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I have two variables X and Y with weights a and b respectively.

Pl. see the link for sample data.

https://docs.google.com/file/d/0B8GenCe8-hoFaGF2NlpTaGJGQWM/edit?usp=sharing

I know how to calculate weighted mean and weighted variance for the variables X and Y.

How to calculate weighted covariance values? What is the formula?

I have gone through the following website:

http://en.wikipedia.org/wiki/Weighted_arithmetic_mean

but my problem is I Have different weights for each observations under each variable.

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closed as unclear what you're asking by AdamO, Michael Chernick, Juho Kokkala, mdewey, kjetil b halvorsen Jan 3 '18 at 20:02

Please clarify your specific problem or add additional details to highlight exactly what you need. As it's currently written, it’s hard to tell exactly what you're asking. See the How to Ask page for help clarifying this question. If this question can be reworded to fit the rules in the help center, please edit the question.

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    $\begingroup$ Could you please explain better why $w_i=a_i b_i$ in the linked formula would not fit your needs? Have you got an additional weighting $\omega_i$ for the $(X_i,Y_i)$ pairs? $\endgroup$ – Quartz Jun 26 '13 at 9:41
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    $\begingroup$ Are these frequency weights? What does one row of this aggregate data even correspond to? For every 3 Xs obseved at 134, 9 Ys are observed at 193??? I think this should only have 1 weight variable. $\endgroup$ – AdamO Jun 26 '13 at 21:59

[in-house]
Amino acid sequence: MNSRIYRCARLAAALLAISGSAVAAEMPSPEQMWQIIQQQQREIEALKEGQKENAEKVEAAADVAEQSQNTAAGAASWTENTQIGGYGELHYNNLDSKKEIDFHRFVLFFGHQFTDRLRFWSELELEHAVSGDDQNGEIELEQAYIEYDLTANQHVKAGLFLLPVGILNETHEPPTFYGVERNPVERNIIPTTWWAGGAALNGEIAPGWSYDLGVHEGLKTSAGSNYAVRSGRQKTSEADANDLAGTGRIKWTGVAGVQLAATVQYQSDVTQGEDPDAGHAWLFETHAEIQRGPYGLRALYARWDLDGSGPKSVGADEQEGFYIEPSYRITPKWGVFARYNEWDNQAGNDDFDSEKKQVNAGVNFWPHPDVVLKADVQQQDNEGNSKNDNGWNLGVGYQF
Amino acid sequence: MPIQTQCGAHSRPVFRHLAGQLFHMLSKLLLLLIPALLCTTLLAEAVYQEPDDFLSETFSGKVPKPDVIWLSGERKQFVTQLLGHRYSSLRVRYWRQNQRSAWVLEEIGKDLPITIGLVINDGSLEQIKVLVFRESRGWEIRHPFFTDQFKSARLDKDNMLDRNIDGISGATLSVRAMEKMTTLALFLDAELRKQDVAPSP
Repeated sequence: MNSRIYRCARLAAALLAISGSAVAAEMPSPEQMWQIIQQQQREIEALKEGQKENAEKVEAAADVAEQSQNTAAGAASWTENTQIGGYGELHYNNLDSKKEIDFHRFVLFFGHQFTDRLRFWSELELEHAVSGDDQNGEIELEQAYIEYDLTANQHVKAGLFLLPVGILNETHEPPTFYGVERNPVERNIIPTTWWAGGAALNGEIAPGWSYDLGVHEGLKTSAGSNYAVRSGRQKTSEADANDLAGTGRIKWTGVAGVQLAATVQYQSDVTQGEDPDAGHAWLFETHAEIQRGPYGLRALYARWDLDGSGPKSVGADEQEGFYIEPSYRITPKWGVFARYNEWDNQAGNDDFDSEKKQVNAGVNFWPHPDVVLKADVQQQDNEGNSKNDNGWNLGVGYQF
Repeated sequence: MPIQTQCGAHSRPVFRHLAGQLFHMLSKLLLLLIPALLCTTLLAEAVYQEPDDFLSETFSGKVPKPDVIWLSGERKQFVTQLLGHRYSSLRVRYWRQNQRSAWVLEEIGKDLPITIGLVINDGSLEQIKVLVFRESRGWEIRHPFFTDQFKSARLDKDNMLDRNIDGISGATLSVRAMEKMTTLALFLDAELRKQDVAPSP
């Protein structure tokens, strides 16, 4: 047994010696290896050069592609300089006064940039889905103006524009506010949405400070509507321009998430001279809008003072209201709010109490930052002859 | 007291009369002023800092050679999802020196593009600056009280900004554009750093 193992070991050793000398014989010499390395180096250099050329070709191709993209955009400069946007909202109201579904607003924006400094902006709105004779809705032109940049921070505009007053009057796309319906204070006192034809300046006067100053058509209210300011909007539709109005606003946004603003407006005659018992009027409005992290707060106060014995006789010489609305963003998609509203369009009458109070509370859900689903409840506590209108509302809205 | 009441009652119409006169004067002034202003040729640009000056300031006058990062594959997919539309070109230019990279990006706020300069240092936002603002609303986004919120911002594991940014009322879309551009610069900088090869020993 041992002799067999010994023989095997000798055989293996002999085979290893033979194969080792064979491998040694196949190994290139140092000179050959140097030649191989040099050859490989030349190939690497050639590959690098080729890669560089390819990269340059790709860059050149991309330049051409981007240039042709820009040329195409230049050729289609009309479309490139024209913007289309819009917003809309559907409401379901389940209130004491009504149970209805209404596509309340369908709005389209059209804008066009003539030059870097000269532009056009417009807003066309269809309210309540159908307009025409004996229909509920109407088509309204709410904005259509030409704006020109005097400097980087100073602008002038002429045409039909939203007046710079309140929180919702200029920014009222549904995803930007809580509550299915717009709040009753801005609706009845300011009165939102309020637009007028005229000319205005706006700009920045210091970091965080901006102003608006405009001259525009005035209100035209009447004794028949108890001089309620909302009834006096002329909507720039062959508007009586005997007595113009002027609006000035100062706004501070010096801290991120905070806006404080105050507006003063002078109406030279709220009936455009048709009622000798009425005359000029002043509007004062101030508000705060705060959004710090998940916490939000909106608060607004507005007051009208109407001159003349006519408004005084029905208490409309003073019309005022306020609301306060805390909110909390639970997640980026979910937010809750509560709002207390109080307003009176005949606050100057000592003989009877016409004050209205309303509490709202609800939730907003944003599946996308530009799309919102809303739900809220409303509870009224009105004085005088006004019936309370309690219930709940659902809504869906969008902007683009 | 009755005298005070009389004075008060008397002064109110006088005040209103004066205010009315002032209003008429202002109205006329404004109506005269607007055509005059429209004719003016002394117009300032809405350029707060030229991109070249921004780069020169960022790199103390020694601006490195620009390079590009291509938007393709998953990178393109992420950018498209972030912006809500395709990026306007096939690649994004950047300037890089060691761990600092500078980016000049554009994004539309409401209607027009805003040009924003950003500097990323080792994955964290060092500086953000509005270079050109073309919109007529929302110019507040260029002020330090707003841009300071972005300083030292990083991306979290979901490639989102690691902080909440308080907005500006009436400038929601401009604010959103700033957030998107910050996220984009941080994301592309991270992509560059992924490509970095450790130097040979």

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Technically, you could use both weights: $\frac{\sum_{i=1}^k \sum_{j=1}^l (x_i-\bar{x}) (y_j-\bar{y}) a_i b_j} {\sum_{i=1}^k\sum_{j=1}^l a_i b_j}$, where $\bar{x}$ and $\bar{y}$ are the weighted means of $x$ and $y$, respectively. but whether it makes sense depends on the meanings of the weights. If the weights are frequencies, the above formula would not make sense, as you would need the joint frequencies, $c_{ij}$, such that $a_i= \sum_{j=1}^l c_{ij} \sum_{i=1}^k a_i $ and $b_j= \sum_{i=1}^k c_{ij} \sum_{j=1}^lb_j$ for all $i$ and all $j$.

Under independence, $c_{ij} = \frac{a_i b_j}{\sum_{i=1}^k\sum_{j=1}^l a_i b_j}$ would hold.

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  • $\begingroup$ The above formula calculates only the sumproduct of variables with weights but not the weighted covariance. $\endgroup$ – Jai Jun 26 '13 at 4:51
  • $\begingroup$ You are right, I now corrected it. $\endgroup$ – vinnief Jun 26 '13 at 20:49
  • $\begingroup$ Please note that 'a' and 'b' are cost / price and not frequencies. $\endgroup$ – Jai Jun 27 '13 at 5:16
  • $\begingroup$ Please note that 'a' and 'b' are cost / price and not frequencies. When I used the above variance covariance formula for calculating the variance, it is different from the weighted variance obtained from the formula given in en.wikipedia.org/wiki/Weighted_arithmetic_mean. I have worked out this in a MS-Excel sheet. Pl. help me how to attach this file. $\endgroup$ – Jai Jun 27 '13 at 5:28
  • $\begingroup$ Am new myself, and don't know how to upload files. Could you upload them on docs.google.com, and share the link here? What are $x$ and $y$? Usually its the other way around: the variables are prices and the weights volumes, or frequencies. $\endgroup$ – vinnief Jun 27 '13 at 13:26

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